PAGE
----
Unit tests are about facilitating change!
Yes, tests find errors in the code, and it is nice to know that your code is working when you have delivered. But that is just a fraction of the benefits you get from tests. The biggie is that you can change your code and still be certain that it does what it’s supposed to do.
Code is always evolving. From the first line you write, and never stops. And I don’t just mean that you refactor your functions. That too, obviously, but all the way up to really changing the code, breaking it up and repurposing it totally by reusing what you have, and giving it a new meaning. This is how it has to be. The world around you changes, you learn new things, the customers changes their minds, the architecture you chose form the beginning has started to hold you back, scaling is an issue and so on. You have to change, there’s no two ways about it.
This is an operation that takes time and costs money. You don’t want that, or at least, you want to minimise it as much as possible. Unit-tests does that. It allows you to make changes with confidence, it enables you to use your building blocks in new ways and still have confidence in it doing it right. Without tests you are like wandering in a dark house without any light. But having tests turns on the lights. They make you see the sharp corners before you hit them. So instead of treading carefully, feeling your way, you can move through the living room the way you do at daytime.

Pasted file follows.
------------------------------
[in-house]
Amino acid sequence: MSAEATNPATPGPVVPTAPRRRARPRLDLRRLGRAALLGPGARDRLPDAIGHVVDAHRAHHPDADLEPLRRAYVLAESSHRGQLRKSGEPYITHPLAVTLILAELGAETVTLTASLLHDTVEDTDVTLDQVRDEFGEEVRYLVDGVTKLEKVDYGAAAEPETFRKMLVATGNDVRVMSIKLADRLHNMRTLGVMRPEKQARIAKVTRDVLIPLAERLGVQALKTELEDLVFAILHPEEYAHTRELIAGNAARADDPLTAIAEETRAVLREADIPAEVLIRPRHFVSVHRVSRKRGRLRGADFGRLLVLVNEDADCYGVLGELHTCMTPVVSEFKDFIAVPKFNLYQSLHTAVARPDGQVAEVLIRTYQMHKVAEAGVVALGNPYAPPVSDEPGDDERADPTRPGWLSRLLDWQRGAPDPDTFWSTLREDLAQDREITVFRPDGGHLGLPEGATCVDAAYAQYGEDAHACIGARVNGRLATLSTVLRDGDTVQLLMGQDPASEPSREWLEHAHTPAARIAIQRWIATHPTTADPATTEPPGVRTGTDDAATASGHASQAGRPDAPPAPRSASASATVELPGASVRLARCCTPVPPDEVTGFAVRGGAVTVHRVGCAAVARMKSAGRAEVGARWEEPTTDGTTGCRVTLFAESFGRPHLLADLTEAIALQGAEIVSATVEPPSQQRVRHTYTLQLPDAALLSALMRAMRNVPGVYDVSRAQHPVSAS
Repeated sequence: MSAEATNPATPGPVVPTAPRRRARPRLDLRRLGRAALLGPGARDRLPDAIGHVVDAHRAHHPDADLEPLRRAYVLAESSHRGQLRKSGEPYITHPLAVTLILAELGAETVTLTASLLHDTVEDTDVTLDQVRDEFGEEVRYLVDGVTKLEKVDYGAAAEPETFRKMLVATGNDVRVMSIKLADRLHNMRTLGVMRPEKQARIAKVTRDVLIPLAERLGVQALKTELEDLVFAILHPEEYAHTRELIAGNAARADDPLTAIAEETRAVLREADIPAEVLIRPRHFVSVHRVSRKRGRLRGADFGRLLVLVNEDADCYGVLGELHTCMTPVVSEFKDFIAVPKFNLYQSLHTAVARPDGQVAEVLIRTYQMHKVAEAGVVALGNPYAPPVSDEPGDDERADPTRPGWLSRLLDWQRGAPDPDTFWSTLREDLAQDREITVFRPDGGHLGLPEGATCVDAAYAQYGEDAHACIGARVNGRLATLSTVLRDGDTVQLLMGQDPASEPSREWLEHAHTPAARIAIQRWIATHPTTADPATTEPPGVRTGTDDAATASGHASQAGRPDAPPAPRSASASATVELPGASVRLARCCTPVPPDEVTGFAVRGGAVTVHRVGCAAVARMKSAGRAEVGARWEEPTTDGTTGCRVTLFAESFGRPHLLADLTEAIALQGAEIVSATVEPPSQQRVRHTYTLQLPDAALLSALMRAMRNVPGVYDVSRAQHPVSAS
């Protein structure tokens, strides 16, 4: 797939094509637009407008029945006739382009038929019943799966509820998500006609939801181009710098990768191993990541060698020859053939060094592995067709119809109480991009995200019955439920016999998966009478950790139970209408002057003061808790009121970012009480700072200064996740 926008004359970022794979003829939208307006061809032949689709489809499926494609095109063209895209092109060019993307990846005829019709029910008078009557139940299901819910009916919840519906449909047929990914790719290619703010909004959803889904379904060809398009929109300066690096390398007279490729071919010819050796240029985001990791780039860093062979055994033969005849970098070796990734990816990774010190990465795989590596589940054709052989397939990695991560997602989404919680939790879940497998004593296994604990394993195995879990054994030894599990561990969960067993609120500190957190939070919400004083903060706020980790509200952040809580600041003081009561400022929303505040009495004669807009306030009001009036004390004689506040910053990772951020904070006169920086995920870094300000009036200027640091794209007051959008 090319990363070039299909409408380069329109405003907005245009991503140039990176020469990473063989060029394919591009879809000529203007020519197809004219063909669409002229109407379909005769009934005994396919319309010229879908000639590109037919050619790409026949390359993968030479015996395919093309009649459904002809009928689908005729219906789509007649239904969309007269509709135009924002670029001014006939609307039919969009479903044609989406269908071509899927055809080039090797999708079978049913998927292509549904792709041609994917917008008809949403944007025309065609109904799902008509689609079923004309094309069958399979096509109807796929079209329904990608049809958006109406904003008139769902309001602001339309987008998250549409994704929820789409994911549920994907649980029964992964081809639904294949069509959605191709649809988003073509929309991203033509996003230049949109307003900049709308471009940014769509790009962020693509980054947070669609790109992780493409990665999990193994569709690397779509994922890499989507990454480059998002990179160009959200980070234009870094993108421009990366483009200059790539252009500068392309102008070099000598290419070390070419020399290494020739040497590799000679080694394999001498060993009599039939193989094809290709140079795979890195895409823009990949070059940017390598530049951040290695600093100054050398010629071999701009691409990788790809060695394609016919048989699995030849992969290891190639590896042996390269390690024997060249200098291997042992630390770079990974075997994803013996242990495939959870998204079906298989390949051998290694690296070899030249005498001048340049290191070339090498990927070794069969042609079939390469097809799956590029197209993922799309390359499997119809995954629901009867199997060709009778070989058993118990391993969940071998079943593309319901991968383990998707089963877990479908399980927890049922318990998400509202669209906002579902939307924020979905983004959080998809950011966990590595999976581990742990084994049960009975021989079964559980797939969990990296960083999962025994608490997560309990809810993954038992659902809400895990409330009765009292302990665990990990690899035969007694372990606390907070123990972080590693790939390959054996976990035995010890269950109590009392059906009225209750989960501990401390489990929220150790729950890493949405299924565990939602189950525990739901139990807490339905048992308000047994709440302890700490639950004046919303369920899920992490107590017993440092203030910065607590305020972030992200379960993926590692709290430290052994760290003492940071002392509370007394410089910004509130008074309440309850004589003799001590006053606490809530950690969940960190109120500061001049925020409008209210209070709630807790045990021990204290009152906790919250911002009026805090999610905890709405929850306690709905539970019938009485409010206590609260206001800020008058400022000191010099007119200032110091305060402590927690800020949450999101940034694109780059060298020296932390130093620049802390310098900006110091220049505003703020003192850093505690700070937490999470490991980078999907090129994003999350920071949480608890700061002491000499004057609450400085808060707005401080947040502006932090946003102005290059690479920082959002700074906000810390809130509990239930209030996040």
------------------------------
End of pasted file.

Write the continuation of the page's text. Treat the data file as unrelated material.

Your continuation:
That is what tests does. When you change the composition of your functions, the tests tells you whenever you use the code in a bad way, they prevent you from hitting your toe on that table leg.
Now, given that, I think I have to correct myself about what I said in the beginning. I said that tests finds errors and it is nice to know that your code is working. But that is actually the point. Not just to verify that you added instead of subtracted or any of these low-level bugs. But also, to find the bugs in the grander scheme. To know that even if you broke the monolith up into a modular design or if you moved from an on prem SQL server to a database in the cloud, you still get a green light.
The computer will take that load of from your shoulders and just report when you mess up. You can minimize the mind-numbing drudgery of manual testing and put it into coding instead. Cause that’s what we do, we’re developers, aren’t we?